If something sounds too good to be true, the old saying goes, it probably is.

In the case of Tuolumne County's new independent living center, however, it is not.

The Mono Vista-area center will house foster children who have just turned 18, and counselors there will teach them the living and job skills they never learned from a family. As most of the residents will be former juvenile offenders, abused children or both, the center is sorely needed.

But get this: The county won't pay a cent for the six-bedroom, three-bath North Sunshine Road shelter.

Custom Builders of Twain Harte will construct it for $639,000 which is $136,000 below the architect's estimate and $361,000 under the $1 million grant the county won for the project. And the property, which already houses an ambulance station, is already owned by the county.

County Administrator Craig Pedro said project costs may be so low even $250,000 or so in design costs and equipment bills may not bring the expenditure total to $1 million that some of the grant money may be sent back.


In an era of money-hungry governments scrounging for every last cent, do bureaucrats ever admit they were paid too much? It just might happen here.

And there's more good news: Tuolumne County has qualified for an annually renewable grant to pay the salary of a live-in counselor to stay at the site. So the county's costs, at least for the foreseeable future, will be you got it zero.

So was it just luck? Or was more involved?

Some of both, it turns out.

First off, the independent living center was no fortunate accident officials here merely stumbled upon.

Instead, said Linda Downey of the Child Welfare Services Department, the need for interim housing for young adults just coming out of foster care has been evident for a decade or more.

"It's a project I've been working on for eight years," she said. "These are kids who haven't had a lot of family support and once they're out of foster care, they're on their own. They are young people with no mom or dad to cosign on an apartment lease or even lend them $10 if they're in a pinch."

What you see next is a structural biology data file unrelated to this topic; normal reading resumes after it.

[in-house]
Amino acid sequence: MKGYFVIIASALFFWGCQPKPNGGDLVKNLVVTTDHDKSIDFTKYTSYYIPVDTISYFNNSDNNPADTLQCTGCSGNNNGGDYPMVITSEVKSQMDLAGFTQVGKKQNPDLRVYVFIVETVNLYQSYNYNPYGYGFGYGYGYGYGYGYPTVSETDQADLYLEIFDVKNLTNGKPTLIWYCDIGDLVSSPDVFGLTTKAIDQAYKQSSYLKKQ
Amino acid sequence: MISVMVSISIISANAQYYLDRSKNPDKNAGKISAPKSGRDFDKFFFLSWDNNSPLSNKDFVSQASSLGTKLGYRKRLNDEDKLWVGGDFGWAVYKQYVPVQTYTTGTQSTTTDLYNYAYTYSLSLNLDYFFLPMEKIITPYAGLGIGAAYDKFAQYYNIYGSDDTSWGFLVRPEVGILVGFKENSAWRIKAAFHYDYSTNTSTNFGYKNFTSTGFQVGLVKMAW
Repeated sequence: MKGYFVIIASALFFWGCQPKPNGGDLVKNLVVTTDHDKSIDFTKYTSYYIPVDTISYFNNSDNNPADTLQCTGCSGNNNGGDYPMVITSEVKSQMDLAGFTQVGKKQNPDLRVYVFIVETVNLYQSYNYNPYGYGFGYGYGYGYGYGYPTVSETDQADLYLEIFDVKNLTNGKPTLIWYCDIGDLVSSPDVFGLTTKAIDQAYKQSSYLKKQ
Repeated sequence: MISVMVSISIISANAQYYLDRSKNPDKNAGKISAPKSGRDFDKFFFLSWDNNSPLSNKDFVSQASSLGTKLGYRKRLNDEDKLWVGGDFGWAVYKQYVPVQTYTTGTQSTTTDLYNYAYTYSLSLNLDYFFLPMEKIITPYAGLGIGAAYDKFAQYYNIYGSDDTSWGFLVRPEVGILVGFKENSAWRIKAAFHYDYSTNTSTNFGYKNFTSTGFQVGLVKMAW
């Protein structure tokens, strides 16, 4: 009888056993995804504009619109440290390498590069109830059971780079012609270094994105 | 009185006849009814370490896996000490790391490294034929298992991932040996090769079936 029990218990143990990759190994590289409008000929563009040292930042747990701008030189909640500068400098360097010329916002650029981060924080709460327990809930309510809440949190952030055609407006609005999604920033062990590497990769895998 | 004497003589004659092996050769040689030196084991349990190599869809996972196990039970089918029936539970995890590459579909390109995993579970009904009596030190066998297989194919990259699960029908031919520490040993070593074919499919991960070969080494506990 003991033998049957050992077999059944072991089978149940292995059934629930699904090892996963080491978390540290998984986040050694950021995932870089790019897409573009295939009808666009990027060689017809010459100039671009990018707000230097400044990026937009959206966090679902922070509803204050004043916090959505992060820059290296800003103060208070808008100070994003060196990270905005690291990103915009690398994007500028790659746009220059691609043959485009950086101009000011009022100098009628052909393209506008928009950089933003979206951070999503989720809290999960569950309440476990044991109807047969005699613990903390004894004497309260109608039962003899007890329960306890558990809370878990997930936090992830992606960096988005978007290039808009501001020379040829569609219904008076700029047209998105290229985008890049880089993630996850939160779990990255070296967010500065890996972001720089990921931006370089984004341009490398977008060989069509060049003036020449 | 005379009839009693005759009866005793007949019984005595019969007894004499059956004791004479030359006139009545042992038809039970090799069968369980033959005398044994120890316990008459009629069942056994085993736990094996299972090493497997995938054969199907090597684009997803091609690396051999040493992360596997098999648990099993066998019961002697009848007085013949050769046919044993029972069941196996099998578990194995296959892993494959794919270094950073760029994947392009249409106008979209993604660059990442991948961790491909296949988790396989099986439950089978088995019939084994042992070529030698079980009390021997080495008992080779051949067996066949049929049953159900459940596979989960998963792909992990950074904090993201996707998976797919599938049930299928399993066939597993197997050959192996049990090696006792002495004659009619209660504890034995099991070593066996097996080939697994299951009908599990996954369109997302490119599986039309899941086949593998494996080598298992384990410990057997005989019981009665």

The consequences of being put on the street at age 18 are not always pleasant. "I heard from three of them last month, and they were pretty much homeless," said Downey.

At the independent living center, which will house five young adults at a time for up to two years each, clients will be taught both living and job skills. The goal is to give them the skills to get employment and their own home.

Credit for finding and winning the grants goes to Deputy County Administrator Maureen Frank, who began her search in 2005. The work paid off last summer, when the county won the $1 million California Housing and Community Development Department grant.

The great project bids only one of three received exceeded the engineer's estimate are a silver lining of sorts. With the housing and mortgage crunch, contractors are eager for work and bids on public projects have been very competitive.

For Tuolumne County, the independent living shelter has been a fortunate convergence of hard work and timing.

We can only hope that such such government success will continue through the coming challenging economic climate.

Union Democrat editorial positions are formed through regular meetings of the newspaper's editorial board Publisher Ron Horton; editor Teresa Chebuhar; managing editor, news Craig Cassidy; senior reporter-columnist Chris Bateman.